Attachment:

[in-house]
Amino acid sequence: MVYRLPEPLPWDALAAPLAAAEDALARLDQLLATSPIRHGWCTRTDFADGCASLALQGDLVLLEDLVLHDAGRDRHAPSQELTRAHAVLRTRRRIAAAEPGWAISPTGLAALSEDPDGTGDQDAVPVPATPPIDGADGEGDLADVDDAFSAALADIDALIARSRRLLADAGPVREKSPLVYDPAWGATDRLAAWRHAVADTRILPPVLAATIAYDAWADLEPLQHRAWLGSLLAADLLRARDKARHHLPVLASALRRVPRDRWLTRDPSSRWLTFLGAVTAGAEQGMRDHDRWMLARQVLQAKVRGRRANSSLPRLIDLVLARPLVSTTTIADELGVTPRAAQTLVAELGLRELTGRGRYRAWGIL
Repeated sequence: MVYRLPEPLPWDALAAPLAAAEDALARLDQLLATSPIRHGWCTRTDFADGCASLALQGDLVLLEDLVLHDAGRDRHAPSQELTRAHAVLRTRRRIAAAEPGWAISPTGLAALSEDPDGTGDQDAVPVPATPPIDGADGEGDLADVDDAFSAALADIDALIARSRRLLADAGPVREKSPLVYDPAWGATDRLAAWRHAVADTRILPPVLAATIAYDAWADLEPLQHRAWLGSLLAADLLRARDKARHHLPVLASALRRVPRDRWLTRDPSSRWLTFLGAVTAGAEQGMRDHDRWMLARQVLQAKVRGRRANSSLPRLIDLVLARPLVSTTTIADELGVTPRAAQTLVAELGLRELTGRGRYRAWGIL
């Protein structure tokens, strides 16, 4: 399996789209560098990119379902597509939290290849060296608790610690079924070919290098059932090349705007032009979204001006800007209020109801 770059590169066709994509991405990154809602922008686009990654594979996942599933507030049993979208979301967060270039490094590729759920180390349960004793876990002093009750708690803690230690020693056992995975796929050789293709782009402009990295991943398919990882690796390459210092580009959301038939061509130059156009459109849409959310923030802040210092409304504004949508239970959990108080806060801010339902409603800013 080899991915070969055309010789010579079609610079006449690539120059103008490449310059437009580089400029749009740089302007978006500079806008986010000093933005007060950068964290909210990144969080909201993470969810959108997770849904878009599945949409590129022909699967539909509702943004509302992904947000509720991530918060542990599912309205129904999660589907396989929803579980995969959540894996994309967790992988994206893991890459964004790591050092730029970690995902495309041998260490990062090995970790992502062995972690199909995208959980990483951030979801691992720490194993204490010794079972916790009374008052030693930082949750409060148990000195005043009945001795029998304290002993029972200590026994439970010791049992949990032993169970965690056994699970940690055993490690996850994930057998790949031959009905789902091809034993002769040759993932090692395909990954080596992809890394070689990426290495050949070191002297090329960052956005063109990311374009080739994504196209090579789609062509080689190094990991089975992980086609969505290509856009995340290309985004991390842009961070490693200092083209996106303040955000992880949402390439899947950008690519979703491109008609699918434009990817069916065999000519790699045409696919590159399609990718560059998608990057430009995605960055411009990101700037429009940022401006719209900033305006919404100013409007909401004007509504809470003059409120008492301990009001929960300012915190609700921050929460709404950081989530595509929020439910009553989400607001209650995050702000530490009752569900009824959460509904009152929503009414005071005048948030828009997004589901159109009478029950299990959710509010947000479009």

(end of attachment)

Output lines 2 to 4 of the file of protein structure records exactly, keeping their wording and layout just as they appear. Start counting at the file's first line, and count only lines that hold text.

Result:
Amino acid sequence: MVYRLPEPLPWDALAAPLAAAEDALARLDQLLATSPIRHGWCTRTDFADGCASLALQGDLVLLEDLVLHDAGRDRHAPSQELTRAHAVLRTRRRIAAAEPGWAISPTGLAALSEDPDGTGDQDAVPVPATPPIDGADGEGDLADVDDAFSAALADIDALIARSRRLLADAGPVREKSPLVYDPAWGATDRLAAWRHAVADTRILPPVLAATIAYDAWADLEPLQHRAWLGSLLAADLLRARDKARHHLPVLASALRRVPRDRWLTRDPSSRWLTFLGAVTAGAEQGMRDHDRWMLARQVLQAKVRGRRANSSLPRLIDLVLARPLVSTTTIADELGVTPRAAQTLVAELGLRELTGRGRYRAWGIL
Repeated sequence: MVYRLPEPLPWDALAAPLAAAEDALARLDQLLATSPIRHGWCTRTDFADGCASLALQGDLVLLEDLVLHDAGRDRHAPSQELTRAHAVLRTRRRIAAAEPGWAISPTGLAALSEDPDGTGDQDAVPVPATPPIDGADGEGDLADVDDAFSAALADIDALIARSRRLLADAGPVREKSPLVYDPAWGATDRLAAWRHAVADTRILPPVLAATIAYDAWADLEPLQHRAWLGSLLAADLLRARDKARHHLPVLASALRRVPRDRWLTRDPSSRWLTFLGAVTAGAEQGMRDHDRWMLARQVLQAKVRGRRANSSLPRLIDLVLARPLVSTTTIADELGVTPRAAQTLVAELGLRELTGRGRYRAWGIL
């Protein structure tokens, strides 16, 4: 399996789209560098990119379902597509939290290849060296608790610690079924070919290098059932090349705007032009979204001006800007209020109801 770059590169066709994509991405990154809602922008686009990654594979996942599933507030049993979208979301967060270039490094590729759920180390349960004793876990002093009750708690803690230690020693056992995975796929050789293709782009402009990295991943398919990882690796390459210092580009959301038939061509130059156009459109849409959310923030802040210092409304504004949508239970959990108080806060801010339902409603800013 080899991915070969055309010789010579079609610079006449690539120059103008490449310059437009580089400029749009740089302007978006500079806008986010000093933005007060950068964290909210990144969080909201993470969810959108997770849904878009599945949409590129022909699967539909509702943004509302992904947000509720991530918060542990599912309205129904999660589907396989929803579980995969959540894996994309967790992988994206893991890459964004790591050092730029970690995902495309041998260490990062090995970790992502062995972690199909995208959980990483951030979801691992720490194993204490010794079972916790009374008052030693930082949750409060148990000195005043009945001795029998304290002993029972200590026994439970010791049992949990032993169970965690056994699970940690055993490690996850994930057998790949031959009905789902091809034993002769040759993932090692395909990954080596992809890394070689990426290495050949070191002297090329960052956005063109990311374009080739994504196209090579789609062509080689190094990991089975992980086609969505290509856009995340290309985004991390842009961070490693200092083209996106303040955000992880949402390439899947950008690519979703491109008609699918434009990817069916065999000519790699045409696919590159399609990718560059998608990057430009995605960055411009990101700037429009940022401006719209900033305006919404100013409007909401004007509504809470003059409120008492301990009001929960300012915190609700921050929460709404950081989530595509929020439910009553989400607001209650995050702000530490009752569900009824959460509904009152929503009414005071005048948030828009997004589901159109009478029950299990959710509010947000479009």